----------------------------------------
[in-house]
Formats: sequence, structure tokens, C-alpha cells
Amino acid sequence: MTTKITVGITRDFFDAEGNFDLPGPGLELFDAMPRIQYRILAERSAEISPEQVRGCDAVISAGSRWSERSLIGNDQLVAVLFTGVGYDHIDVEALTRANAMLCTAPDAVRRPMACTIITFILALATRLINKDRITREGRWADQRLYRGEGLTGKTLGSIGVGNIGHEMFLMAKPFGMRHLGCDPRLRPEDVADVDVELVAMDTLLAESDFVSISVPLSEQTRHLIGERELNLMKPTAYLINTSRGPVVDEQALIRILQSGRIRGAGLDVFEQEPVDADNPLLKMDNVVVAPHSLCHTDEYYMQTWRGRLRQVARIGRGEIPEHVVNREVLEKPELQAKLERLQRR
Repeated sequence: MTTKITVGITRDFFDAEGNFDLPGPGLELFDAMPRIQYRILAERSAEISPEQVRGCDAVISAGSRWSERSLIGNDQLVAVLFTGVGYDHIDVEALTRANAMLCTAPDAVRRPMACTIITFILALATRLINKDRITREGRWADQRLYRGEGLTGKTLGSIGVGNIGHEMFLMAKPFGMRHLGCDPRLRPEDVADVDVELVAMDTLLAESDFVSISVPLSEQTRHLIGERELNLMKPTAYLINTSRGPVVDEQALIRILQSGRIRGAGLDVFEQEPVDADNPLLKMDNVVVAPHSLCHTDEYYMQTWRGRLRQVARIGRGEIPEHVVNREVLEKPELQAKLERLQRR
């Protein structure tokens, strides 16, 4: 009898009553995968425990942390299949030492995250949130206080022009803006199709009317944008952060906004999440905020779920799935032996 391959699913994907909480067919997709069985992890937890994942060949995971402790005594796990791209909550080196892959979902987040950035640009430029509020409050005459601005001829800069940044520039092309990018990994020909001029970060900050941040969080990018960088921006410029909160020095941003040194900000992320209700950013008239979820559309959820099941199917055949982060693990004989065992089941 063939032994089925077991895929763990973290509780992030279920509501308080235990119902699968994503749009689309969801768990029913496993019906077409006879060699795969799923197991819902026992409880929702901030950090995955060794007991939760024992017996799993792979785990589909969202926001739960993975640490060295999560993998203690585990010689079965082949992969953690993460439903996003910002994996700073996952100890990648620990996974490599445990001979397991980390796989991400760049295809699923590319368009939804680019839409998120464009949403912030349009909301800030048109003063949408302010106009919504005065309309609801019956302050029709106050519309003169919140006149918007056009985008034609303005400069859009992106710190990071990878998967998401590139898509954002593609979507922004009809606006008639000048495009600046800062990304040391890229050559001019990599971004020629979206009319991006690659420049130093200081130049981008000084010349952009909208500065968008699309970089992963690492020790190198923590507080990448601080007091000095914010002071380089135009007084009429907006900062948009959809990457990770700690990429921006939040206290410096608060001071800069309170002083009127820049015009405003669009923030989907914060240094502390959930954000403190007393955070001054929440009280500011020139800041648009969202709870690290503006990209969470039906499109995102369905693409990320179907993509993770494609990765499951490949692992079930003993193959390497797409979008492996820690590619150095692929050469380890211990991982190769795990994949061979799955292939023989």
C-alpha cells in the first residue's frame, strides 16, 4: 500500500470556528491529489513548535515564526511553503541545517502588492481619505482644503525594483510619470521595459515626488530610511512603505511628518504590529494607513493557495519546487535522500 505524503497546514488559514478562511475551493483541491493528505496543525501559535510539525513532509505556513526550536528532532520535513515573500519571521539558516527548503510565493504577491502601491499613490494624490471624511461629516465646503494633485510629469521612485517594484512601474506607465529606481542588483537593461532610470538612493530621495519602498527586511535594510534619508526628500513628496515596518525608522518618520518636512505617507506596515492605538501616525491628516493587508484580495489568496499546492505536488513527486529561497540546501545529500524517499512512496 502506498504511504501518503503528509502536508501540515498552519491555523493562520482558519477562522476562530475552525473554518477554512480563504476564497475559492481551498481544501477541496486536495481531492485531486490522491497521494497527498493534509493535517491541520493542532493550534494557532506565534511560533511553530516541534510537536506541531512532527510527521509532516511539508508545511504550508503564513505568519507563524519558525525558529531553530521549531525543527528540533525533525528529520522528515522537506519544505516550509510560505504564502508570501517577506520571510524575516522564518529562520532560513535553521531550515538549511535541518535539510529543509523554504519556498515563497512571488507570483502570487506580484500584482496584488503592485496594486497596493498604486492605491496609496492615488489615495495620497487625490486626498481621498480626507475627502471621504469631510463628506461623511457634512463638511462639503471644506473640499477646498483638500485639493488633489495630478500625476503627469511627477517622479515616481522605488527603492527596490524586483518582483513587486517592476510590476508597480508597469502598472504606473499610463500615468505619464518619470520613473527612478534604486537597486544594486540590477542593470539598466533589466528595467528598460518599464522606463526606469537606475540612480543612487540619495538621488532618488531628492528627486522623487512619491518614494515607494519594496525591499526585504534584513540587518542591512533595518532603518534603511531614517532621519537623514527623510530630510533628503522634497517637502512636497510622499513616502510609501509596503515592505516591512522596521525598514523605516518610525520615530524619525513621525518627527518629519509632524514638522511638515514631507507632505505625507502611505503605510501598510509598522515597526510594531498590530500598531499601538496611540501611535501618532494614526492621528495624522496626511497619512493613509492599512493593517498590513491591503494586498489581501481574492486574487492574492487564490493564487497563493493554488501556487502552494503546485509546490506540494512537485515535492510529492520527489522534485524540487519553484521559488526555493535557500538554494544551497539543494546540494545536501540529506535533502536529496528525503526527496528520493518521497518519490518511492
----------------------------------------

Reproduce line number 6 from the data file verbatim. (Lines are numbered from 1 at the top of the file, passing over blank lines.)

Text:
C-alpha cells in the first residue's frame, strides 16, 4: 500500500470556528491529489513548535515564526511553503541545517502588492481619505482644503525594483510619470521595459515626488530610511512603505511628518504590529494607513493557495519546487535522500 505524503497546514488559514478562511475551493483541491493528505496543525501559535510539525513532509505556513526550536528532532520535513515573500519571521539558516527548503510565493504577491502601491499613490494624490471624511461629516465646503494633485510629469521612485517594484512601474506607465529606481542588483537593461532610470538612493530621495519602498527586511535594510534619508526628500513628496515596518525608522518618520518636512505617507506596515492605538501616525491628516493587508484580495489568496499546492505536488513527486529561497540546501545529500524517499512512496 502506498504511504501518503503528509502536508501540515498552519491555523493562520482558519477562522476562530475552525473554518477554512480563504476564497475559492481551498481544501477541496486536495481531492485531486490522491497521494497527498493534509493535517491541520493542532493550534494557532506565534511560533511553530516541534510537536506541531512532527510527521509532516511539508508545511504550508503564513505568519507563524519558525525558529531553530521549531525543527528540533525533525528529520522528515522537506519544505516550509510560505504564502508570501517577506520571510524575516522564518529562520532560513535553521531550515538549511535541518535539510529543509523554504519556498515563497512571488507570483502570487506580484500584482496584488503592485496594486497596493498604486492605491496609496492615488489615495495620497487625490486626498481621498480626507475627502471621504469631510463628506461623511457634512463638511462639503471644506473640499477646498483638500485639493488633489495630478500625476503627469511627477517622479515616481522605488527603492527596490524586483518582483513587486517592476510590476508597480508597469502598472504606473499610463500615468505619464518619470520613473527612478534604486537597486544594486540590477542593470539598466533589466528595467528598460518599464522606463526606469537606475540612480543612487540619495538621488532618488531628492528627486522623487512619491518614494515607494519594496525591499526585504534584513540587518542591512533595518532603518534603511531614517532621519537623514527623510530630510533628503522634497517637502512636497510622499513616502510609501509596503515592505516591512522596521525598514523605516518610525520615530524619525513621525518627527518629519509632524514638522511638515514631507507632505505625507502611505503605510501598510509598522515597526510594531498590530500598531499601538496611540501611535501618532494614526492621528495624522496626511497619512493613509492599512493593517498590513491591503494586498489581501481574492486574487492574492487564490493564487497563493493554488501556487502552494503546485509546490506540494512537485515535492510529492520527489522534485524540487519553484521559488526555493535557500538554494544551497539543494546540494545536501540529506535533502536529496528525503526527496528520493518521497518519490518511492